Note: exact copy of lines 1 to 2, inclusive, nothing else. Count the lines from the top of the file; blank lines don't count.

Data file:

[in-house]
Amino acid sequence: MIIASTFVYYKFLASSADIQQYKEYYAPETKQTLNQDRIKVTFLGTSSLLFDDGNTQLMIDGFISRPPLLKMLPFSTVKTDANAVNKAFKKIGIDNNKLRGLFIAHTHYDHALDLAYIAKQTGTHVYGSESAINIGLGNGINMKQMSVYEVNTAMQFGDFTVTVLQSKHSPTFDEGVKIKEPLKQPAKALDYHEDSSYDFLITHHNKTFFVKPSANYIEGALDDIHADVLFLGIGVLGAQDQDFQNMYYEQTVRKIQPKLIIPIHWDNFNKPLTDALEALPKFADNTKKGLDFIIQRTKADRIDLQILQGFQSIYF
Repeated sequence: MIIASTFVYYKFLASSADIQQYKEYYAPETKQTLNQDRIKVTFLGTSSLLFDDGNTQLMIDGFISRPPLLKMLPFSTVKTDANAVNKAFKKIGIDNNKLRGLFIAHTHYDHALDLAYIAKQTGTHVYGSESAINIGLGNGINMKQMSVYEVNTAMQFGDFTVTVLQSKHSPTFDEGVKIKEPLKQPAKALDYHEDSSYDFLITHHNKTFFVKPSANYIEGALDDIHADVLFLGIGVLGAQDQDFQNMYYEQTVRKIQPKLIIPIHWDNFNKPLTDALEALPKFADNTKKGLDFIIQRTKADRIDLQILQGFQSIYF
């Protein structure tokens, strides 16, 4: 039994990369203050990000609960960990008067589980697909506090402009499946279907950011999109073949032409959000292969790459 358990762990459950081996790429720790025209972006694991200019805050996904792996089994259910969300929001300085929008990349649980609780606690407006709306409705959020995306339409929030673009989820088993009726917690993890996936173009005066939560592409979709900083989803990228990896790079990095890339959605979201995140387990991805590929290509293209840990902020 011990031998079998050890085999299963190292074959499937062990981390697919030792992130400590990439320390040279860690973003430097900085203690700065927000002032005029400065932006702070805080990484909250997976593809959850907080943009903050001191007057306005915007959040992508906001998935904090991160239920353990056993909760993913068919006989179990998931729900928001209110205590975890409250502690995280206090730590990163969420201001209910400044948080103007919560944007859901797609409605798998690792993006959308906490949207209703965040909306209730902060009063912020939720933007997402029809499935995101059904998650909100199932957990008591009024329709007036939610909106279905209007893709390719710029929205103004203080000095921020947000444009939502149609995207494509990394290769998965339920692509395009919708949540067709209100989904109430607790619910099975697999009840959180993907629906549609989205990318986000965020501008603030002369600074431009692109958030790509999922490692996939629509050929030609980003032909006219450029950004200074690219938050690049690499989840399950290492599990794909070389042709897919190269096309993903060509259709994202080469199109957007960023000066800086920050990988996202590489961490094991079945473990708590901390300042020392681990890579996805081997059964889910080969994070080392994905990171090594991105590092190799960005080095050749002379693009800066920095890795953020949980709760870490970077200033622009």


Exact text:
[in-house]
Amino acid sequence: MIIASTFVYYKFLASSADIQQYKEYYAPETKQTLNQDRIKVTFLGTSSLLFDDGNTQLMIDGFISRPPLLKMLPFSTVKTDANAVNKAFKKIGIDNNKLRGLFIAHTHYDHALDLAYIAKQTGTHVYGSESAINIGLGNGINMKQMSVYEVNTAMQFGDFTVTVLQSKHSPTFDEGVKIKEPLKQPAKALDYHEDSSYDFLITHHNKTFFVKPSANYIEGALDDIHADVLFLGIGVLGAQDQDFQNMYYEQTVRKIQPKLIIPIHWDNFNKPLTDALEALPKFADNTKKGLDFIIQRTKADRIDLQILQGFQSIYF